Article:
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Even 'feminists' often don't include all women in their feminism. Don't believe me? Read how the author calls out the hypocrisy.
Even ‘feminists’ often don’t include all women in their feminism. Don’t believe me? Read how the author calls out the hypocrisy.
Our feminism is selective.
We are reading and writing and making much noise. But our feminism is selective. We are crying and yelling and taking mutual stands. But our feminism is selective.
We celebrate women who leave abusive marriages and fight long battles. Who’ve been beaten down and gotten up and survived traumatic lives. But we are yet to forgive our mothers who chose to stay and not fight. We are yet to open our hearts to them being vulnerable and not leaving. We are yet to forgive our mothers for not being those women.
We pick t-shirts with feminist slogans and clothes that speak our mind. We make lines and stay awake to buy our favourite celebrity endorsed clothing line. We forget the women employed as cheap labour to make them. We pick “I am feminist” t-shirts that have cries of our tribe who weave them in sweatshops in conditions we won’t survive.
We praise our athletes when they win grand slams and bring gold medals. We post and repost and slam people who don’t speak about them. But we don’t want our athletes to be loud and angry. We don’t want them to be gay, lesbians and trans. We don’t want them crying in anger or being bossy. We appreciate them only when they are what we want them to be.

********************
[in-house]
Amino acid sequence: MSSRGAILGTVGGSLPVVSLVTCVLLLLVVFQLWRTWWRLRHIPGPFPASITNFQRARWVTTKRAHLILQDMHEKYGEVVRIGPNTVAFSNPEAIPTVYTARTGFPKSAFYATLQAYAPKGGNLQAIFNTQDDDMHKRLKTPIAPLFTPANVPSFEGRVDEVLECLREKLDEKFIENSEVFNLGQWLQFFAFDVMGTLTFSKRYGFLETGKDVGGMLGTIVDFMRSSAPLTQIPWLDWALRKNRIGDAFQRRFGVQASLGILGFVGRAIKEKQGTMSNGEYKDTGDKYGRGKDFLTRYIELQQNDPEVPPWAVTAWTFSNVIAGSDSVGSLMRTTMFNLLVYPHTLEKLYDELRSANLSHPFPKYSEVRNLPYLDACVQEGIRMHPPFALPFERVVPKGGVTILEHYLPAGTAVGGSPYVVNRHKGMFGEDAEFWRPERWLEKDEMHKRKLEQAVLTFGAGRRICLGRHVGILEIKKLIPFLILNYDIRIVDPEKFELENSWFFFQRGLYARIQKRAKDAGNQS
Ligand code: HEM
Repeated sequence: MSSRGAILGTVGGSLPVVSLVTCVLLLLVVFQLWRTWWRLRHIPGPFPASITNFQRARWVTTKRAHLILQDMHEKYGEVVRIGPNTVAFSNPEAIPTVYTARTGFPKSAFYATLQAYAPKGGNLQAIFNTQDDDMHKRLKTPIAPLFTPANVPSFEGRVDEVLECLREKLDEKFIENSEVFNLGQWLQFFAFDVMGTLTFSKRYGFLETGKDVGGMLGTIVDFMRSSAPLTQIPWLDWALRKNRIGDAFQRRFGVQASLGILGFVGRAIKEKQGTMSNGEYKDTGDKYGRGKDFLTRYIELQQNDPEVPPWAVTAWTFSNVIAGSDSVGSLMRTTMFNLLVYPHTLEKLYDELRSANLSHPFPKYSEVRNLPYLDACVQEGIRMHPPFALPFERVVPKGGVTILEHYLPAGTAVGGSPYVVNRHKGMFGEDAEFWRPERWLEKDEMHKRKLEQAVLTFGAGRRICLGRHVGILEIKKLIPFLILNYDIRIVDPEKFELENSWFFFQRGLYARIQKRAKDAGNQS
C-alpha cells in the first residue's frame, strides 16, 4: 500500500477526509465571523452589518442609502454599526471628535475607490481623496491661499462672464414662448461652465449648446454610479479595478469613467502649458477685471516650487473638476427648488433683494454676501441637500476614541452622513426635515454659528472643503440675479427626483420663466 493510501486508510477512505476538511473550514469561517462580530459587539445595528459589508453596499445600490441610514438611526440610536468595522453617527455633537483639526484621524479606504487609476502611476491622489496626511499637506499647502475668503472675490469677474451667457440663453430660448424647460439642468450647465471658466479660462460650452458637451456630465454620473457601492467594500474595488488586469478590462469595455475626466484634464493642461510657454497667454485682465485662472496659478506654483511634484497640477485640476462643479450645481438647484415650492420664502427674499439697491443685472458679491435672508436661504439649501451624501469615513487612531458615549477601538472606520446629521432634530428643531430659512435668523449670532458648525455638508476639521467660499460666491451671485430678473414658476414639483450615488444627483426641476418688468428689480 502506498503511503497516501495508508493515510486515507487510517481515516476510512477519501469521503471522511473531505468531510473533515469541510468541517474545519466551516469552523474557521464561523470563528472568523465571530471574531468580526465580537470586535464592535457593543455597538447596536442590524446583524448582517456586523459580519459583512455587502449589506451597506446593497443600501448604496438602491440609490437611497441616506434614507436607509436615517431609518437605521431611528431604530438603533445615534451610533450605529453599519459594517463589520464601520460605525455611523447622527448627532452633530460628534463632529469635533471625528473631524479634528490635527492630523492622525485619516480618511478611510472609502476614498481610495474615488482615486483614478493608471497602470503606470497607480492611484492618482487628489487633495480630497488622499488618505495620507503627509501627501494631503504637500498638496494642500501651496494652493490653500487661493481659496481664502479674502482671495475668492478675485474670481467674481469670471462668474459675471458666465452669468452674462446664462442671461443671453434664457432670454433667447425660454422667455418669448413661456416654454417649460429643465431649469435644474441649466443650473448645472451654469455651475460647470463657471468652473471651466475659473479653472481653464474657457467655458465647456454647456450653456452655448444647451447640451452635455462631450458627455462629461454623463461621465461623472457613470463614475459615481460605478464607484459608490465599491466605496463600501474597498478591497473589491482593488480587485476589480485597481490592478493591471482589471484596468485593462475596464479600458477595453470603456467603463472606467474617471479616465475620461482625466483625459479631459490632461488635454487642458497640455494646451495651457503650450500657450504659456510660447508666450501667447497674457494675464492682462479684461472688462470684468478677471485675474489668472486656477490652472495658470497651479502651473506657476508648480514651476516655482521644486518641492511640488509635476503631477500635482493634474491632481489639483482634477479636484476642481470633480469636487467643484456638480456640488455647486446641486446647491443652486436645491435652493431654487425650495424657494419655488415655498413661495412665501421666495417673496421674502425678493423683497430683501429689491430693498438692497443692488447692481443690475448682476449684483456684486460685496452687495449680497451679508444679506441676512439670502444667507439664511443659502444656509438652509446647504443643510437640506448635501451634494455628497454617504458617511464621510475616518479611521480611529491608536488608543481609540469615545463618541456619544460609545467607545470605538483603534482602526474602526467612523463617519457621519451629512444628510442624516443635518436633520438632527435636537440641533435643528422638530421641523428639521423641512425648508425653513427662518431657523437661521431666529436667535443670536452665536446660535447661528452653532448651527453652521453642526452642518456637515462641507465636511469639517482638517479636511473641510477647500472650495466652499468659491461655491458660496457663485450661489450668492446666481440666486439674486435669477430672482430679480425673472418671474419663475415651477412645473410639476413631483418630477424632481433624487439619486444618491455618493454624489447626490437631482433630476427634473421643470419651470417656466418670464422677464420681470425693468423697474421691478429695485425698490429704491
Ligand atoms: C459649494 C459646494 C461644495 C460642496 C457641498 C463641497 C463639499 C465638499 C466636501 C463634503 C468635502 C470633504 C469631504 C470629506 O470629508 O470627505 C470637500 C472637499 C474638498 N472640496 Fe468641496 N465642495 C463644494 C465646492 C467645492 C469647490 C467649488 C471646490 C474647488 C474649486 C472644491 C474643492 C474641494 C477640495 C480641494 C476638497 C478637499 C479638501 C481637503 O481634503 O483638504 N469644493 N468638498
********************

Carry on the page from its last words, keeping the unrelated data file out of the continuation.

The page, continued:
We follow internet celebrities who make fun videos. We subscribe and like and share and comment. We popularise videos that mock maids and “parlour didis”. We relate with the YouTuber who’s “tired of going to parlours and getting picked on by the parlours workers”. Workers who make less than 6k/pm. The YouTuber spends more than that on a bag. We relate with the youtuber because we don’t see class divide. We mock those didis because our feminism doesn’t include them.
We unite on Twitter and Facebook to teach the Delhi aunty a lesson in rape culture. We remind her that our clothes don’t define us. That we are not asking for it when we wear shorts. But we snicker in corners at office parties and judge middle aged women who wear backless blouses. We subtly remind our colleagues that it’s “too much cleavage and looks slutty”.
We consider women goddesses and witches. We have the power to change and become the change. Yet we exclude trans woman because they don’t share our anatomy. We want woman to look woman. Be woman. Born a woman. We accept nothing else as woman.
We follow body positive influencers on insta and fangirl over their styles. We tell them they inspire us with their confidence. But we pass snide comments at our overweight friends and classmates. Mock that guy about his tight shirt buttons. Giggle when we see that girl flaunt a dress at college. We want to be body positive on the internet, but to keep our jokes off the internet.